Day of Deliverance by Johnny O'Brien - Published by Templar Publishing



Day of Deliverance is set in 1587 (the Elizabethan times) in London, but the first section is written in modern day. The main characters throughout the book are Jack and his best friend Angus; however, we do meet many others during Jack's adventure, such as the playwright Christopher Marlowe and the young William Shakespeare. Many things happen to Jack and Angus on this quest; some good, some bad. But one thing's for sure; they're always getting up to something, whether it's riding a motorbike up a very steep slope, or having a conversation with Christopher Marlowe.

Overall, I didn't really enjoy this book as much as I would have liked to. I have always been fascinated by the Elizabethan era and Queen Elizabeth herself, but this book did not give me the sort of atmosphere that I believe London in 1587 would have had. However, I did like the way certain characters were portrayed, such as Christopher Marlowe being a slightly nervy man with constant things on his mind. I did also liked the part when Angus gave a Monk and a man called Fanshawe, Jelly Babies because their reaction ‘a most providential delicacy' was funny, thinking we just take sweets as everyday things now. After reading this book, I don't think I would read another Johnny O'Brien book, merely because the characters and setting don't really seem right compared to other interpretations of these famous events and people.

I think that the reason I didn't enjoy this book so much was because a lot of the characteristics of people are quite modern and didn't really speak or say things that you expect someone from the 1580's to talk. I also disagree with some of the settings, as lots of them are too related to present day.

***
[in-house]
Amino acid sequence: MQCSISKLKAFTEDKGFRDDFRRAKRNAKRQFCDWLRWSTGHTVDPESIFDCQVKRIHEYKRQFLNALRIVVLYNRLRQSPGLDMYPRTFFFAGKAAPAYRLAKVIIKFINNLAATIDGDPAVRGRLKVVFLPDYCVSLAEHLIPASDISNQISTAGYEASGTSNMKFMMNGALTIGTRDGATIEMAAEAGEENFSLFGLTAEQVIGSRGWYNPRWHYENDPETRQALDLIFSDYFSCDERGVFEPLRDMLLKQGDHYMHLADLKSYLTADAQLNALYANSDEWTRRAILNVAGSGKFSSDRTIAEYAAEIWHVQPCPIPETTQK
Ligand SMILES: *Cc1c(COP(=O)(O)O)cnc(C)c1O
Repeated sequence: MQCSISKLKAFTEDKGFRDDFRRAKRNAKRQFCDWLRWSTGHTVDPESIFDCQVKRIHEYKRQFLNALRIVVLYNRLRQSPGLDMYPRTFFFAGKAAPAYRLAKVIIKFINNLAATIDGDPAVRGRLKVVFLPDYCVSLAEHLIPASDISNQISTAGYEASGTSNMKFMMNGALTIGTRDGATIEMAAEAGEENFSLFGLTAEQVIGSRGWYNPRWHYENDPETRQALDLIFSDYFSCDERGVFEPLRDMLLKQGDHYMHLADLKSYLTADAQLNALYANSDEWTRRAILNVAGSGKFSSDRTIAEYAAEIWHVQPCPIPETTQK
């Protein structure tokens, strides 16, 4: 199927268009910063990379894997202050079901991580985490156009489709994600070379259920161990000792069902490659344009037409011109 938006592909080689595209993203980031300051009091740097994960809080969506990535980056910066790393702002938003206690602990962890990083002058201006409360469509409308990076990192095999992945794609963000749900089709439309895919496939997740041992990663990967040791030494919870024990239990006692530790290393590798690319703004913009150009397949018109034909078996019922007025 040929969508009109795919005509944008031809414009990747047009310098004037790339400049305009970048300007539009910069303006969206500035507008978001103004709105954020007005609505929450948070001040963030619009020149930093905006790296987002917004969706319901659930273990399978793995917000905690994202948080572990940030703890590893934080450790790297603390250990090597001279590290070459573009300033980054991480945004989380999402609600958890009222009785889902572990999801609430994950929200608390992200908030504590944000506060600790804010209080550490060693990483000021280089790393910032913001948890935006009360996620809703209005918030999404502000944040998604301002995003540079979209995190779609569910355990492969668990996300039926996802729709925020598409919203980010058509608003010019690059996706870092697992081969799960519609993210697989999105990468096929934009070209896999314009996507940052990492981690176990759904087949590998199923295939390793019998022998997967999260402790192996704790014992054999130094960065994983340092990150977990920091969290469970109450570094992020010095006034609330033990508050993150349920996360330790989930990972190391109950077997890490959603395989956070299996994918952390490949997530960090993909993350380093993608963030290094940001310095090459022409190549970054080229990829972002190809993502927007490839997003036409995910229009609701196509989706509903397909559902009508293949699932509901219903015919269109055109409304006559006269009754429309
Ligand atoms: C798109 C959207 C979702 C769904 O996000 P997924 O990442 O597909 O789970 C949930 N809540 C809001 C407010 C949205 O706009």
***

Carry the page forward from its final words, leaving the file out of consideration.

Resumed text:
If someone was going to read this book, I think they should be roughly a 12-13 girl or boy and be interested in the Elizabethans and their way of life.

by  Violet


"This book is exciting and full of adventure, a real page-turner!"

In the latest book in this series, Jack and his best friend Angus are yet again the main characters. They both work for a time-travelling agency -Set up to stop people trying to alter time to save a loved one- The agency HQ is based at the school which the two boys attend. With strength, courage and quick-thinking, the duo set out, this time bound for Elizabethan London.

Finding themselves in London, the hero's manage to walk straight in on a very important historical event which is not for the faint-hearted. They also meet a few certain individuals during the course of the book, William Shakespeare to name just one. Along the way, the two boys discover a dangerous plot to assassinate Queen Elizabeth I, which leads them to a double-agent working for the Spanish and English forces and trying to stir up war.

The author uses suspense and tension throughout the book, creating an urge to read on and find out which important, dangerous, or brilliant characters they will stumble across next.

On the cover of the book, there is a picture of an old watch with the silhouette of a boy (presumably Jack) falling into it. There is also a picture of Queen Elizabeth I in the background. When I saw this book for the first time I wouldn't have guessed that it was about time-travellers. Even when I looked at the blurb I couldn't really get any information about the storyline out of it.

My advice is maybe next time be a bit less subtle when designing the front cover because to someone who hasn't read the other book and has just picked it up off the shelf, it looks like just another old history book with not too many facts. Whereas actually this book is exciting and the facts that it does have are cleverly embedded in the story.

by Joe

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